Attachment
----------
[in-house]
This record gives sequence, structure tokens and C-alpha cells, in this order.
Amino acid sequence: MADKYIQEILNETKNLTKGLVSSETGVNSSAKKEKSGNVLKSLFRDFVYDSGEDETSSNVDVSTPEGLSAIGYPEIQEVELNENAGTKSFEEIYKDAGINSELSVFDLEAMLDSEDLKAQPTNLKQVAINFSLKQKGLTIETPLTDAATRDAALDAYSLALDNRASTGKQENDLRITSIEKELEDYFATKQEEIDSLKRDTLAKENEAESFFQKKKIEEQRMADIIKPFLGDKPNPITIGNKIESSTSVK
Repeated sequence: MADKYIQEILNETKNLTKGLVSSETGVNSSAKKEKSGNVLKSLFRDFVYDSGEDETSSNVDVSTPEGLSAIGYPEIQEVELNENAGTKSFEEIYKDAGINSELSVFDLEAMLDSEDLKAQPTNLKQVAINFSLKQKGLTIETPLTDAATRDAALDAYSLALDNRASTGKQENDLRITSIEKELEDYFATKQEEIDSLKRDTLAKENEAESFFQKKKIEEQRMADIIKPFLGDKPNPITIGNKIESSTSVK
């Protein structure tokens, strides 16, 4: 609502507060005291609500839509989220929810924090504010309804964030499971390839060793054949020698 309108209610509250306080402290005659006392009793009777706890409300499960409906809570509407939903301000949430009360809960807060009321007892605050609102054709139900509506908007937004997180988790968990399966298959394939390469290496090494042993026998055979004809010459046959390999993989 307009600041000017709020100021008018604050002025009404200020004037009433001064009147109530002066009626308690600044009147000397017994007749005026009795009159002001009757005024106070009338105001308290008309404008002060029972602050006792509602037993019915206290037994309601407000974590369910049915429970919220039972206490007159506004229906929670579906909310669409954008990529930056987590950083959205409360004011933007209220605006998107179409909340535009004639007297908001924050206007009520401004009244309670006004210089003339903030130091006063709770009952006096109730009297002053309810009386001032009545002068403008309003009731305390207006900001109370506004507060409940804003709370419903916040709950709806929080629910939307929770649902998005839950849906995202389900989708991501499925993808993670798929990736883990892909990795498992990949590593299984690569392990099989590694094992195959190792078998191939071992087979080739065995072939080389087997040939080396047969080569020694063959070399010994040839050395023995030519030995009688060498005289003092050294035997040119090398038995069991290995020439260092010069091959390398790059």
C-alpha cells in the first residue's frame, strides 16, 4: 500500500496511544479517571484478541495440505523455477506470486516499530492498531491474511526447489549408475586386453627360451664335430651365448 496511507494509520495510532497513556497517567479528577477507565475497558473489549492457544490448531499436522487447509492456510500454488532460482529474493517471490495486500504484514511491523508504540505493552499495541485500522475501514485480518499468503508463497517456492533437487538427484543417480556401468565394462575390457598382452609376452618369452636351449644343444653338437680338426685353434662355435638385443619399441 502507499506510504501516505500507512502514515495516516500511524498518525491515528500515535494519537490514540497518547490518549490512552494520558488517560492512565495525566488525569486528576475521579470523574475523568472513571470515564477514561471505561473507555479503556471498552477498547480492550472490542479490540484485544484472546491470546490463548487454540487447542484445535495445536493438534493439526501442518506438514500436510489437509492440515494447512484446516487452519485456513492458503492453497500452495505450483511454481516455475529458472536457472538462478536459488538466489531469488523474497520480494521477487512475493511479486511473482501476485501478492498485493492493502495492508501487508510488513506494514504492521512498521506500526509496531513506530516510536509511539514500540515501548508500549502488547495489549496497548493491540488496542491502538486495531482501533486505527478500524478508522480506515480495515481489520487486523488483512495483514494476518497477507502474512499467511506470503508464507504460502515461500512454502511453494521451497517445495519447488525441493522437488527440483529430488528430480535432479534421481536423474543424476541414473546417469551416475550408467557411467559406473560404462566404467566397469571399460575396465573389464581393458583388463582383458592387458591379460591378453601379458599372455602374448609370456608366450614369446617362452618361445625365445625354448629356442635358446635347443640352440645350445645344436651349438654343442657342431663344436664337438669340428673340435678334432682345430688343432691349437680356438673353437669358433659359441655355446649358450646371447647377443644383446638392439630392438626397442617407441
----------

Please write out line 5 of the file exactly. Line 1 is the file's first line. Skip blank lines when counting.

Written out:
């Protein structure tokens, strides 16, 4: 609502507060005291609500839509989220929810924090504010309804964030499971390839060793054949020698 309108209610509250306080402290005659006392009793009777706890409300499960409906809570509407939903301000949430009360809960807060009321007892605050609102054709139900509506908007937004997180988790968990399966298959394939390469290496090494042993026998055979004809010459046959390999993989 307009600041000017709020100021008018604050002025009404200020004037009433001064009147109530002066009626308690600044009147000397017994007749005026009795009159002001009757005024106070009338105001308290008309404008002060029972602050006792509602037993019915206290037994309601407000974590369910049915429970919220039972206490007159506004229906929670579906909310669409954008990529930056987590950083959205409360004011933007209220605006998107179409909340535009004639007297908001924050206007009520401004009244309670006004210089003339903030130091006063709770009952006096109730009297002053309810009386001032009545002068403008309003009731305390207006900001109370506004507060409940804003709370419903916040709950709806929080629910939307929770649902998005839950849906995202389900989708991501499925993808993670798929990736883990892909990795498992990949590593299984690569392990099989590694094992195959190792078998191939071992087979080739065995072939080389087997040939080396047969080569020694063959070399010994040839050395023995030519030995009688060498005289003092050294035997040119090398038995069991290995020439260092010069091959390398790059």